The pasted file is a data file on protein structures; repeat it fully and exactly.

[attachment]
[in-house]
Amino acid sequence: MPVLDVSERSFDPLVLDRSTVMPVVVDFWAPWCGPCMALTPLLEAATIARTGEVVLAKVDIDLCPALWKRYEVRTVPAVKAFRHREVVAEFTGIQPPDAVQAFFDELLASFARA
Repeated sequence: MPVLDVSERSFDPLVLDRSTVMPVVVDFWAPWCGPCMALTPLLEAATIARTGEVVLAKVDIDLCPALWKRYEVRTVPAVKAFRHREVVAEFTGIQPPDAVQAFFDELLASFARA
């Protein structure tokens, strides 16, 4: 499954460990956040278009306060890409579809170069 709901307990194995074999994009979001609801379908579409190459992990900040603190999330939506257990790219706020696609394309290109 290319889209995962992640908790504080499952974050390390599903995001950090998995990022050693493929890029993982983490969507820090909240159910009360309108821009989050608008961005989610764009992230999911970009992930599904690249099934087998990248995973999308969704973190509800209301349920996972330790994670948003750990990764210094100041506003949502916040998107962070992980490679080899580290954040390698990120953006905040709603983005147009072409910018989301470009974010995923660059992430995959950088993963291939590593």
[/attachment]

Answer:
[in-house]
Amino acid sequence: MPVLDVSERSFDPLVLDRSTVMPVVVDFWAPWCGPCMALTPLLEAATIARTGEVVLAKVDIDLCPALWKRYEVRTVPAVKAFRHREVVAEFTGIQPPDAVQAFFDELLASFARA
Repeated sequence: MPVLDVSERSFDPLVLDRSTVMPVVVDFWAPWCGPCMALTPLLEAATIARTGEVVLAKVDIDLCPALWKRYEVRTVPAVKAFRHREVVAEFTGIQPPDAVQAFFDELLASFARA
């Protein structure tokens, strides 16, 4: 499954460990956040278009306060890409579809170069 709901307990194995074999994009979001609801379908579409190459992990900040603190999330939506257990790219706020696609394309290109 290319889209995962992640908790504080499952974050390390599903995001950090998995990022050693493929890029993982983490969507820090909240159910009360309108821009989050608008961005989610764009992230999911970009992930599904690249099934087998990248995973999308969704973190509800209301349920996972330790994670948003750990990764210094100041506003949502916040998107962070992980490679080899580290954040390698990120953006905040709603983005147009072409910018989301470009974010995923660059992430995959950088993963291939590593």